8th March, 2022
DevelopHer has been shining a light on a new way to attract tech talent and address gender imbalance since 2016. Now it’s launching in Aotearoa.
Originally launched five years ago to create a pathway for Australian women in software development, MYOB is proud to announce the launch of the DevelopHer programme into Aotearoa.
The six-month programme offers successful applicants with a paid, full-time internship focused on tech development at MYOB.
After completing the internship, candidates move into a protégé developer role, followed by an offer of full-time employment with MYOB as an associate developer.
MYOB’s Head of Employee Services, Felicity Brown said the launch is well-timed to coincide with International Women’s Day, for which this year’s theme is ‘break the bias’.
“MYOB’s DevelopHer programme aims to break the bias when it comes to gender diversity in technology and offers women who have no technical experience, an opportunity to start, upskill and progress a career in this fast-growing sector.
“The paid programme provides candidates with supportive mentors and is designed to offer an optimal learning environment that will see them thrive,” said Brown.
“It’s a great beginning to an exciting and boundless career.”
Brown identifies the core of the appeal for DevelopHer – that it provides a pathway into a career where none previously existed.
But don’t take our word for it.
Georgia Leng and Nhan Dang both joined MYOB through the DevelopHer programme in Melbourne and have continued to grow their careers with the company.
But their journeys into the programme highlight common challenges the modern worker faces in developing a firm career pathway, reinforcing the need for opportunities like DevelopHer.
Leng had just finished her undergrad degree and was considering an Honours thesis when an accident would change things for her irreversibly.
“I’d started working as a swimming and gymnastics coach when I had a freak accident that resulted in a spinal injury.”
The young history graduate went from being incredibly active and looking forward to the prospect of a career in academia to a life of debilitating pain.
“I was feeling pretty sorry for myself for a long time because I really liked being physically active, I liked my job and I wanted to go back to it, but all my healthcare professionals were telling me there was no way.”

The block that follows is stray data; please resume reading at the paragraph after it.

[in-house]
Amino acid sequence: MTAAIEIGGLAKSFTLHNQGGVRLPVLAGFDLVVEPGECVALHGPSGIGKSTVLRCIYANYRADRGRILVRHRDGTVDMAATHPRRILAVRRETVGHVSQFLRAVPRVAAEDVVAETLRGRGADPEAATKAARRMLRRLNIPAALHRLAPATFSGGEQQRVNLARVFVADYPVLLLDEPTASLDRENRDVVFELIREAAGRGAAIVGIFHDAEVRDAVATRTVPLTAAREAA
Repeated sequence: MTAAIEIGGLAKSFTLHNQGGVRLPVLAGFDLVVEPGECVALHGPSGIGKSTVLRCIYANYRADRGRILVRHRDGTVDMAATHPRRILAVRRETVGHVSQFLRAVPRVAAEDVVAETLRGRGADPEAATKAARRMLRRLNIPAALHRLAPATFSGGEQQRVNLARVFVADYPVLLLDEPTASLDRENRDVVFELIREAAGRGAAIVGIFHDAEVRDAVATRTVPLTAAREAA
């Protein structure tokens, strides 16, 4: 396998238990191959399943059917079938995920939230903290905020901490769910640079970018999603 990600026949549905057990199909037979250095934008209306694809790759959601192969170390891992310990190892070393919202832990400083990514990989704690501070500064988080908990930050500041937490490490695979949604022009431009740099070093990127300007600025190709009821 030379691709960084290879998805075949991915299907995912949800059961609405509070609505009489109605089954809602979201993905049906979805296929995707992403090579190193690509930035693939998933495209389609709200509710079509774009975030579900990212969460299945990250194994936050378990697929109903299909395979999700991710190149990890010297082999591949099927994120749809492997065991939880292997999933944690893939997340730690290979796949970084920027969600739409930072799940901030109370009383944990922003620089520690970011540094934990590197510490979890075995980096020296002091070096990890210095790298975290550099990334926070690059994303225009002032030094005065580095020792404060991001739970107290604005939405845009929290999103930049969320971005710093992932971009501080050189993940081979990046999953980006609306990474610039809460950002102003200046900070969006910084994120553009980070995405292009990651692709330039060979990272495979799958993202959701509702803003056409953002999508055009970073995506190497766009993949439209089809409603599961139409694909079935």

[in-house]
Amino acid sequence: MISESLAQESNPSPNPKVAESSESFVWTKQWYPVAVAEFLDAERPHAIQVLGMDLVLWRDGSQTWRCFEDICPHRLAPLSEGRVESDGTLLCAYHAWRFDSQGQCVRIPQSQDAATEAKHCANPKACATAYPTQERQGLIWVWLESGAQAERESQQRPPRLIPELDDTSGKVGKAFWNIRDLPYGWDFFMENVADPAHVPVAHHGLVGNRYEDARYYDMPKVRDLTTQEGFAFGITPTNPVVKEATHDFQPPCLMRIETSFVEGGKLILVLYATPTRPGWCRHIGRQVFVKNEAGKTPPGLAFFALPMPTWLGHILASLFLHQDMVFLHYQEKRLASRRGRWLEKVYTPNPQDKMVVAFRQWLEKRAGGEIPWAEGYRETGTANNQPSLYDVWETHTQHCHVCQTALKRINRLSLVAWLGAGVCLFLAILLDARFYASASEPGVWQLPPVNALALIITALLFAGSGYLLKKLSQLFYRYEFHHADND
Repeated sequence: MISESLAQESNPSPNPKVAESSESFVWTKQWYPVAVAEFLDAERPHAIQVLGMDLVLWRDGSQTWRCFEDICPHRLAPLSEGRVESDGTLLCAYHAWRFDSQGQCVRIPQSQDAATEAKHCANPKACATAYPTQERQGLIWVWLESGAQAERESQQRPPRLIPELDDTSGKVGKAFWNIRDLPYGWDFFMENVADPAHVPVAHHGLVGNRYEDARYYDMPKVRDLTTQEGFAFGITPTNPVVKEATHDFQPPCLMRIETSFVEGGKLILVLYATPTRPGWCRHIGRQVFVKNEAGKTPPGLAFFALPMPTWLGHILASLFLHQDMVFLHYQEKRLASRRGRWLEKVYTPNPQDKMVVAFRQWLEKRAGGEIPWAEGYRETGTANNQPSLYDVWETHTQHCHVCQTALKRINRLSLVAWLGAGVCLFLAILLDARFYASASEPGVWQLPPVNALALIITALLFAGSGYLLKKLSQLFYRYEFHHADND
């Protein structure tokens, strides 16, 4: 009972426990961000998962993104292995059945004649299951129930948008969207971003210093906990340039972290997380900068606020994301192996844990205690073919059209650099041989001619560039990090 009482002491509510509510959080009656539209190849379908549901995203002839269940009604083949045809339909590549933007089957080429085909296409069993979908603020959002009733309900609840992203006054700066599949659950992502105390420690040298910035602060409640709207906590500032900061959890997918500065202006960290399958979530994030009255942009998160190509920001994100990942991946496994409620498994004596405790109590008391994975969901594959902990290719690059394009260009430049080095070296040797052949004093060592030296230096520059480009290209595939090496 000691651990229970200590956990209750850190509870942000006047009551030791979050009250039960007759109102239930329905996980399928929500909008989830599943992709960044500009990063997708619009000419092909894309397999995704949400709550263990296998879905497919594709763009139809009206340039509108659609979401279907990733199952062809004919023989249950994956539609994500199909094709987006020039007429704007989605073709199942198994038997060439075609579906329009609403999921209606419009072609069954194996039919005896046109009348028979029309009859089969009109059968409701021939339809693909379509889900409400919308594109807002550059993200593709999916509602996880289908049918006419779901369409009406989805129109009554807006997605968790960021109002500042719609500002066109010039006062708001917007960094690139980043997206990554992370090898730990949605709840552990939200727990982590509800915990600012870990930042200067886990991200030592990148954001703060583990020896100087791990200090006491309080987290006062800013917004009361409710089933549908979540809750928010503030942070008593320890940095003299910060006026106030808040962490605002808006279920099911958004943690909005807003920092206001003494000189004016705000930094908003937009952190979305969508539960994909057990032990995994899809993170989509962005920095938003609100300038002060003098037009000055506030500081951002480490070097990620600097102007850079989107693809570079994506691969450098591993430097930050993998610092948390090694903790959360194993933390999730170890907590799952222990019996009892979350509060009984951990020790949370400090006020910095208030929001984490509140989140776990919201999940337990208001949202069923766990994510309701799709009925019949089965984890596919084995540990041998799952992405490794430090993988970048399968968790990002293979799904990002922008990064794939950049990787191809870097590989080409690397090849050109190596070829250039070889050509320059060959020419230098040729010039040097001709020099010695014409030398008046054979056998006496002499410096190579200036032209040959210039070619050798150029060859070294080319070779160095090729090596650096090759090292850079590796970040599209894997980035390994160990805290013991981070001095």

Not long after, Leng attended a barbecue where she got to talking with an MYOB employee who told her all about DevelopHer.
“He was really insistent that I should apply for the programme because it was such a great way to get more women into tech and that it would offer me a new career pathway.
“Funnily enough, he’s since left the business but I’m now a developer in his old team.”
By comparison, Dang’s career seemed to be drawing her inexorably towards software development even if that hadn’t been the intention she set out with.
“I graduated university with a pharmacy degree,” she said. “I worked as a pharmacist for a few years and then transitioned into the digital health space.
“I was employed under the title of ‘pharmacy analyst’ but really I was maintaining the software platforms for a hospital.”
It was at this stage Dang decided to pursure further study, taking on a Masters of IT degree, before spying another opportunity to further extend her career in tech.
“I actually had a friend who worked for MYOB at the time and he said, ‘You know, if you want to get into the tech industry this programme offers you a direct pathway, you don’t have to keep paying for all these courses and degrees’.
“He arranged for me to go into the MYOB offices in Cremorne and meet the people running DevelopHer as well as some people who had been through the programme.”
After having her questions about the company, the programme and on the subject of starting a new career as a software developer, Dang was sold.